Gary Miller brought a news item to my attention that I feel bad I missed (and so did almost everyone else, except Dave Richey). Noted fishing writer, lure designer, and Fisheries Biologist Stan Lievense passed away on June 19, 2011.
I'm not sure why I missed this but I am very happy Gary emailed me to let me know I missed the boat big time on this one.
Lievense was a lifelong proponent of the sport. Born in 1918, after a stint in the U.S. Navy in World War II, he joined the Michigan Department of Natural Resources in 1945 in Cadillac, Mich. It was here he built a reputation as a stand-up guy and a world class storyteller.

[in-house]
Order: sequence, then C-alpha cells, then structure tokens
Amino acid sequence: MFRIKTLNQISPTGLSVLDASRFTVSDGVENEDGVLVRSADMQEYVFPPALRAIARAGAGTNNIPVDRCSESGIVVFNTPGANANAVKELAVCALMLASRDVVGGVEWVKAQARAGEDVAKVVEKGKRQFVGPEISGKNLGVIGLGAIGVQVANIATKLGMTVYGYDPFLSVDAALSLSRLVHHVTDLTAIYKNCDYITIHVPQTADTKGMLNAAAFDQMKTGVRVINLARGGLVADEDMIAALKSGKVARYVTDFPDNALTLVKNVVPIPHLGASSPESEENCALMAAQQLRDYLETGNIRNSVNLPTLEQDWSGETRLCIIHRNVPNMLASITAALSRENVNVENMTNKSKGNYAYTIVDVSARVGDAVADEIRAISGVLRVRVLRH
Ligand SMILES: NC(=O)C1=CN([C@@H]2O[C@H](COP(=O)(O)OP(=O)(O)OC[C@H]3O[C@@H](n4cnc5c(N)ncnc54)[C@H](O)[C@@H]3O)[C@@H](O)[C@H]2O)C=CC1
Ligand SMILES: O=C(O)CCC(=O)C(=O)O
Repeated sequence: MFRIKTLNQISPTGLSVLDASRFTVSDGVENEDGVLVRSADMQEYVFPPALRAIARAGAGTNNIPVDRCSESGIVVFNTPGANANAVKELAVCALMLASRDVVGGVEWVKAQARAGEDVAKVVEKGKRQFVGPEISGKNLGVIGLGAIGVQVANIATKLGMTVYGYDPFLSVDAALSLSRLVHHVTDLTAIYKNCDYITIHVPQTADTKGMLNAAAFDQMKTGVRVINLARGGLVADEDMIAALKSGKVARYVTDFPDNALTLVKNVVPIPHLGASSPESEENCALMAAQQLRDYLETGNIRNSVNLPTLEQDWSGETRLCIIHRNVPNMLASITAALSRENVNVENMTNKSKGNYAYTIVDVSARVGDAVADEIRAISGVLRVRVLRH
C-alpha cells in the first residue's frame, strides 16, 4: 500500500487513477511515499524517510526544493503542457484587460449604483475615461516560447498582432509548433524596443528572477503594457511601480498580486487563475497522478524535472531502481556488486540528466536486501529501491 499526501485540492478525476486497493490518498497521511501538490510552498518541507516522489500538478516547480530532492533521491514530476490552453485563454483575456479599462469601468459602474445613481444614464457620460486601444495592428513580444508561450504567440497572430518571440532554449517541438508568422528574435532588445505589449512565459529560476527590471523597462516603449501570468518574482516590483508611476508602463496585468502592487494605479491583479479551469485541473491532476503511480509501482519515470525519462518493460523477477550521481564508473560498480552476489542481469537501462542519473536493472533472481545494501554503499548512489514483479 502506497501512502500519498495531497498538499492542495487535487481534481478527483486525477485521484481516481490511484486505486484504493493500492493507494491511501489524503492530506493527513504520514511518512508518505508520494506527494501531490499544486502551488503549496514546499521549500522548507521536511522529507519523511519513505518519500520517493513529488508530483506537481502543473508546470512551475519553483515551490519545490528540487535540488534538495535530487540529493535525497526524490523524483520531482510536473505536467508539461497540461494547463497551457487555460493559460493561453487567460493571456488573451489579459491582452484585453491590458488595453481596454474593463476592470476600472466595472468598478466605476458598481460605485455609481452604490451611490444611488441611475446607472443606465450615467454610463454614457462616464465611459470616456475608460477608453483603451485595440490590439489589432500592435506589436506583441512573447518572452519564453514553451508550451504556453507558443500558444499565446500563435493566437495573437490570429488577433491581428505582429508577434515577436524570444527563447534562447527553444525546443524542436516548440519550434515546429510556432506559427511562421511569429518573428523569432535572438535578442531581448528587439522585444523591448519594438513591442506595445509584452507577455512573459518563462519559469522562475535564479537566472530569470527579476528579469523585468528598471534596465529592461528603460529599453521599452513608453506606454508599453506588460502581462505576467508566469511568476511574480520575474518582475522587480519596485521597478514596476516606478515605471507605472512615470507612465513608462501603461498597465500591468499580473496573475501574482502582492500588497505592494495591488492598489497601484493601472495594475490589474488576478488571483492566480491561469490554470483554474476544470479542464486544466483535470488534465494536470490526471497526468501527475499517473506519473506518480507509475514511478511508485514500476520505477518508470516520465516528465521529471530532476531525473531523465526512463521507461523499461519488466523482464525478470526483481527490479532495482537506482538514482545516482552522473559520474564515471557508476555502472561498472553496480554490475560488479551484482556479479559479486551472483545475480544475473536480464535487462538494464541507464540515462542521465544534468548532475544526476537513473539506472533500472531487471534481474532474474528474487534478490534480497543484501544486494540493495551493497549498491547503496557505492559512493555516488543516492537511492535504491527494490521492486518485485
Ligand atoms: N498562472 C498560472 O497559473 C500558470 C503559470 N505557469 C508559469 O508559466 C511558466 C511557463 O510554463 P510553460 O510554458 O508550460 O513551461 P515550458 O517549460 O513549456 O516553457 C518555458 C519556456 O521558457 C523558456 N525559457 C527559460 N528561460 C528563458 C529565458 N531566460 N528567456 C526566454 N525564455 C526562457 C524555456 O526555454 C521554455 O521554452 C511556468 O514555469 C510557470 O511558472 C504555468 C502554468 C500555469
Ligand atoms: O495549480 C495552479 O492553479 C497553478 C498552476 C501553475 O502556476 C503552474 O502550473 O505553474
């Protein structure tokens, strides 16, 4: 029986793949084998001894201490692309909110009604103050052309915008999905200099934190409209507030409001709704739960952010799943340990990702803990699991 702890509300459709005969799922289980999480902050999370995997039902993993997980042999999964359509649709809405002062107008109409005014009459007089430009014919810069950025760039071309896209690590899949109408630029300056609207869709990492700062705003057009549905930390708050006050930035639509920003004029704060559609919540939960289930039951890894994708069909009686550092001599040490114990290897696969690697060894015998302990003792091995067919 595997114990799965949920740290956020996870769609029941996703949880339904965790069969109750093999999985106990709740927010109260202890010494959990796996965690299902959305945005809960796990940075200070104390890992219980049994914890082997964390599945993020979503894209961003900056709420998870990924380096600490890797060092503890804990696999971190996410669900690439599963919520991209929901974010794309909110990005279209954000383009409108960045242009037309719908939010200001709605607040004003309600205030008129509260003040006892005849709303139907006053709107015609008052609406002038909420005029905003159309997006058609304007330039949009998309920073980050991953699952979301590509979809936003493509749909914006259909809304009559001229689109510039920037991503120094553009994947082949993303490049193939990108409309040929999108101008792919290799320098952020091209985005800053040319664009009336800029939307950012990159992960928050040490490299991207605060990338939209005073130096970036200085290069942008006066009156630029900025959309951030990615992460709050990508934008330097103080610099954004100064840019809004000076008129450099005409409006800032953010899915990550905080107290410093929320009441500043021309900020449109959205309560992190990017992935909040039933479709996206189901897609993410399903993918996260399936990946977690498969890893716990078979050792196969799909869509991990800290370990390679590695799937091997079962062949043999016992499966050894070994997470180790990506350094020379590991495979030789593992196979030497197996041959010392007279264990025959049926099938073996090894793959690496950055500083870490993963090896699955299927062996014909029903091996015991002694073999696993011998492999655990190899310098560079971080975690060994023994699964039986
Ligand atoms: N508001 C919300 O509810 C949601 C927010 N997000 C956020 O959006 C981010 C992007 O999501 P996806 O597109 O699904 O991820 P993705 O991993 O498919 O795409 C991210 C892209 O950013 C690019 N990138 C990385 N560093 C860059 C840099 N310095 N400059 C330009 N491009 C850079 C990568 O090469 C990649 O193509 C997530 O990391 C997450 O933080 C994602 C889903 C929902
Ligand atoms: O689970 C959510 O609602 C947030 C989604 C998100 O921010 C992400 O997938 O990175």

He was a legendary angler and acclaimed as the finest fisherman in the Michigan DNR, from which he retired in 1982. While most people relax during their later years, Lievense jumped into an entirely new career as a lure designer, something he'd done his entire life. Two of his inventions--the Stanley Streamer and the Jig-A-Doo--became quite popular fish catchers.
He was a particular proponent of color spectrum and water temperature fishing, and his writings served as the inspiration for the Heath Co. Thermospotter.
A hugely popular individual, Lievense held monthly luncheons for like-minded folks up until his passing at the age of 92.
He was inducted into the Freshwater Fishing Hall-of-Fame for his tremendous accomplishments to the world of angling. Stan Lievense was one of the pioneering post-war fisheries biologists and his loss leaves the world of man (and fish) a lesser place.
-- Dr. Todd